Yeah, I had to make a hard decision. I’ve been working with Robbie for 10 years and he will always be my guy! As far as the physical side of things, I was training with Charles Dao last year and we had a really great thing going on. I’ll now I’ll be working with Swanie on the physical side of things, too. It’s easier for myself and the team, and as far as Swanie’s training resume, the proof is in the pudding when it comes to his rider’s success. I’ll be training with Swanie, but I would still like to work with Robbie because he’s helped me develop my technique on the bike. I still have a very good relationship with Charles Dao, as well. He’s an awesome dude. I’ll be training alongside Cooper Webb, Aaron Plessinger, Dylan Ferrandis, and Chalen Tenant; a bunch of great guys. This aspect of the change has been the most significant difference in my program. Yes, the bike is different along with the team, but the physical side of the work is going to be a lot different. I’m really excited for all of this, and I believe all of this is going to work out great. I can’t wait to see how everything works.
Was your time at Rock River Yamaha meant to be a stepping stone of sorts for your switch to Star Racing?
I don’t think that was necessarily the purpose. I know that when Alex Martin had moved to Star Racing, everyone at Rock River was sad to see him go because he was one of their most successful riders and a great guy. I’m sure the same happened with my switch to Star Racing, as well. Any rider in our position would have done the same as us, though because you’re now riding with factory parts and earning a little more money. It wasn’t supposed to be a stepping stone, but I think that’s what it’s inadvertently transitioned into, and they’ve excepted that role. The whole deal works out really well for everyone. Star Racing can obtain those newcomers that have their rookie year under their belt. I guess the Cycle Trader team could be considered a feeder team into Star Racing. I don’t necessarily think those were their intentions, but it’s worked out great for everyone involved.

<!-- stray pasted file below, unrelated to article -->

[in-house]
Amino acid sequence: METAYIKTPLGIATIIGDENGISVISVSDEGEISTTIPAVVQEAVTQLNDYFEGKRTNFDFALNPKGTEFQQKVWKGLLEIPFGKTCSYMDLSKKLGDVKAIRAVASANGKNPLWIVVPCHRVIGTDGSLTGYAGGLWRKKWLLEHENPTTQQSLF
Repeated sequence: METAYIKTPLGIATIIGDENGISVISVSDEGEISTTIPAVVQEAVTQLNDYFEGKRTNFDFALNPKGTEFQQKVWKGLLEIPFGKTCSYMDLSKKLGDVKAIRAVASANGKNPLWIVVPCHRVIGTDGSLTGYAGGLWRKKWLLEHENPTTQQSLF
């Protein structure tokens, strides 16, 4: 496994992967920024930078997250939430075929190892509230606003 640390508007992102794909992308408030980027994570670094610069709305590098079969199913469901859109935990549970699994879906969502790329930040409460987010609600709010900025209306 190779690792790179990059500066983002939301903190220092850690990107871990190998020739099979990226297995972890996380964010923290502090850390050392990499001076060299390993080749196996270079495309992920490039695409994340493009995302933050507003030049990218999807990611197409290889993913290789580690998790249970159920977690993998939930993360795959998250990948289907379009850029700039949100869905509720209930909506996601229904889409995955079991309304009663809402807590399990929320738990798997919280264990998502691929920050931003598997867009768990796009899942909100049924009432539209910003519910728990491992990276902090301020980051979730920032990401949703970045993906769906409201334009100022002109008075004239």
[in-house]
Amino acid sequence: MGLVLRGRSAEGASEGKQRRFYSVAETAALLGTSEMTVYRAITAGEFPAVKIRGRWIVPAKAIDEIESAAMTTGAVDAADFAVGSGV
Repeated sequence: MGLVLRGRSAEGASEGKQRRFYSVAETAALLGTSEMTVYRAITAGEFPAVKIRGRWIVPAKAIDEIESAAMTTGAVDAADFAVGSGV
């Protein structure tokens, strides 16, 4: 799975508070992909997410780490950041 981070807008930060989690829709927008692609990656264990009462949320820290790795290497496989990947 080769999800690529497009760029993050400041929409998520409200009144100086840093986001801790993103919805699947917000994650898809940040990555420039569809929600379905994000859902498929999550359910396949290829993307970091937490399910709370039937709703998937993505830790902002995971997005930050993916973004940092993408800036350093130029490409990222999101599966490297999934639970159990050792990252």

How long was your deal with Star Racing in the works before the announcement was made this week?
Man, I don’t even think I can remember, honestly. I got a podium finish in Oakland and the Wednesday after is when I got four or five different calls in the same day regarding negotiations for 2017. It was crazy! It seemed like they all planned it or something. That was a really great week for me. I was riding around with a big ass head for a while (laughs). The week after is when I started negotiations with different people, and it was roughly a three or four-week process after that to get everything done. I’ve been signed with Star Racing since March, so the deal has actually been done for a long time. That was a crucial time for me because there was a lot of pressure. A lot of people were watching to see how I would perform the following weekends, but everything worked out just the way I wanted. This was the team I wanted to ride for even before the 2016 season, and that was a goal of mine throughout the year: do good enough to sign with Star Racing.
This year your AMA number was 69. Are you going to be 420 or something like that next year? I mean you are in So.Cal now…
(Laughs) I am so upset that I have to give up the number 69. If I didn’t suck so much throughout outdoors, I possibly could have collected enough points to keep it. Outdoors was a little hard on me. That was my goal though, to keep that awesome number. Some people get a little embarrassed by it, but I think it’s awesome. I was embracing it (laughs). Wil Hahn is going to hold down the number 69 now, and I think he’s the right guy for the job (laughs)! He’ll most definitely represent that number to the fullest. My number for this year is going to be 39, and I am totally cool with it. I’ve got a lot of changes going on, but change is good. I am beyond excited for 2017!